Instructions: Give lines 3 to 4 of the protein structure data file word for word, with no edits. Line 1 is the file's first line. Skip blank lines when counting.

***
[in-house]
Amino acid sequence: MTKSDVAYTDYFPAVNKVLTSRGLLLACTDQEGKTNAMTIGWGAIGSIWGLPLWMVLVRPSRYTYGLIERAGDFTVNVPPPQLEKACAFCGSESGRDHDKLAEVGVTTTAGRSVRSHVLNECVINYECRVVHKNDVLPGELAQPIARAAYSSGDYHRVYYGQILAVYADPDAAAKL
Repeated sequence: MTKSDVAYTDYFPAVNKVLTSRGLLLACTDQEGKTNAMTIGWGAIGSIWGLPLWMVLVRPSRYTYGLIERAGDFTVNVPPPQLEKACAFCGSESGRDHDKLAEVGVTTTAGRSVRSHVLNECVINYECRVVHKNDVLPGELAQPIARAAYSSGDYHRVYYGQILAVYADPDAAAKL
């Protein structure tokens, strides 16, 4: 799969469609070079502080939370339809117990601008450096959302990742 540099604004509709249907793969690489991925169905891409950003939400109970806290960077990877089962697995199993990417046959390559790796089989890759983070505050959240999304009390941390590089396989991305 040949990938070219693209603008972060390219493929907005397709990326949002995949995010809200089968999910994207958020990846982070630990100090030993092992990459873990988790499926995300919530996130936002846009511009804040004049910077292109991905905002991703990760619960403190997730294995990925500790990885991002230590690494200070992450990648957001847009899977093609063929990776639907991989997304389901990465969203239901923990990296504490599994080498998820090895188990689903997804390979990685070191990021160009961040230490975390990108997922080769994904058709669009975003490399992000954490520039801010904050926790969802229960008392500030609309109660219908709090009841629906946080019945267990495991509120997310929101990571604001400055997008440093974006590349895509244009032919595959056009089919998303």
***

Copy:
Repeated sequence: MTKSDVAYTDYFPAVNKVLTSRGLLLACTDQEGKTNAMTIGWGAIGSIWGLPLWMVLVRPSRYTYGLIERAGDFTVNVPPPQLEKACAFCGSESGRDHDKLAEVGVTTTAGRSVRSHVLNECVINYECRVVHKNDVLPGELAQPIARAAYSSGDYHRVYYGQILAVYADPDAAAKL
């Protein structure tokens, strides 16, 4: 799969469609070079502080939370339809117990601008450096959302990742 540099604004509709249907793969690489991925169905891409950003939400109970806290960077990877089962697995199993990417046959390559790796089989890759983070505050959240999304009390941390590089396989991305 040949990938070219693209603008972060390219493929907005397709990326949002995949995010809200089968999910994207958020990846982070630990100090030993092992990459873990988790499926995300919530996130936002846009511009804040004049910077292109991905905002991703990760619960403190997730294995990925500790990885991002230590690494200070992450990648957001847009899977093609063929990776639907991989997304389901990465969203239901923990990296504490599994080498998820090895188990689903997804390979990685070191990021160009961040230490975390990108997922080769994904058709669009975003490399992000954490520039801010904050926790969802229960008392500030609309109660219908709090009841629906946080019945267990495991509120997310929101990571604001400055997008440093974006590349895509244009032919595959056009089919998303």